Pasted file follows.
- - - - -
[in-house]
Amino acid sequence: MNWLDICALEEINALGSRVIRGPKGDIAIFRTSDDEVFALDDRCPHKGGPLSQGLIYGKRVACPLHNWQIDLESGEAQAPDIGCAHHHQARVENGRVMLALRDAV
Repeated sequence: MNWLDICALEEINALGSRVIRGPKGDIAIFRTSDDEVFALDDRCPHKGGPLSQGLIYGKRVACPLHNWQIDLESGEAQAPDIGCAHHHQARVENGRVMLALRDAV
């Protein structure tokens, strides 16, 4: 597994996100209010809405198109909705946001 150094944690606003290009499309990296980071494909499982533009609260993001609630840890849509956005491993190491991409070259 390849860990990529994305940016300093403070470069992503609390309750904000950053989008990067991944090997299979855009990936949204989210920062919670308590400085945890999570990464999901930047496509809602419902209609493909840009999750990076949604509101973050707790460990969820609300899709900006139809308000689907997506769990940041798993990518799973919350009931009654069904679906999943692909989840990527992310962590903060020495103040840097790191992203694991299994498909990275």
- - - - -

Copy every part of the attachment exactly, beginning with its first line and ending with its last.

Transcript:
[in-house]
Amino acid sequence: MNWLDICALEEINALGSRVIRGPKGDIAIFRTSDDEVFALDDRCPHKGGPLSQGLIYGKRVACPLHNWQIDLESGEAQAPDIGCAHHHQARVENGRVMLALRDAV
Repeated sequence: MNWLDICALEEINALGSRVIRGPKGDIAIFRTSDDEVFALDDRCPHKGGPLSQGLIYGKRVACPLHNWQIDLESGEAQAPDIGCAHHHQARVENGRVMLALRDAV
């Protein structure tokens, strides 16, 4: 597994996100209010809405198109909705946001 150094944690606003290009499309990296980071494909499982533009609260993001609630840890849509956005491993190491991409070259 390849860990990529994305940016300093403070470069992503609390309750904000950053989008990067991944090997299979855009990936949204989210920062919670308590400085945890999570990464999901930047496509809602419902209609493909840009999750990076949604509101973050707790460990969820609300899709900006139809308000689907997506769990940041798993990518799973919350009931009654069904679906999943692909989840990527992310962590903060020495103040840097790191992203694991299994498909990275």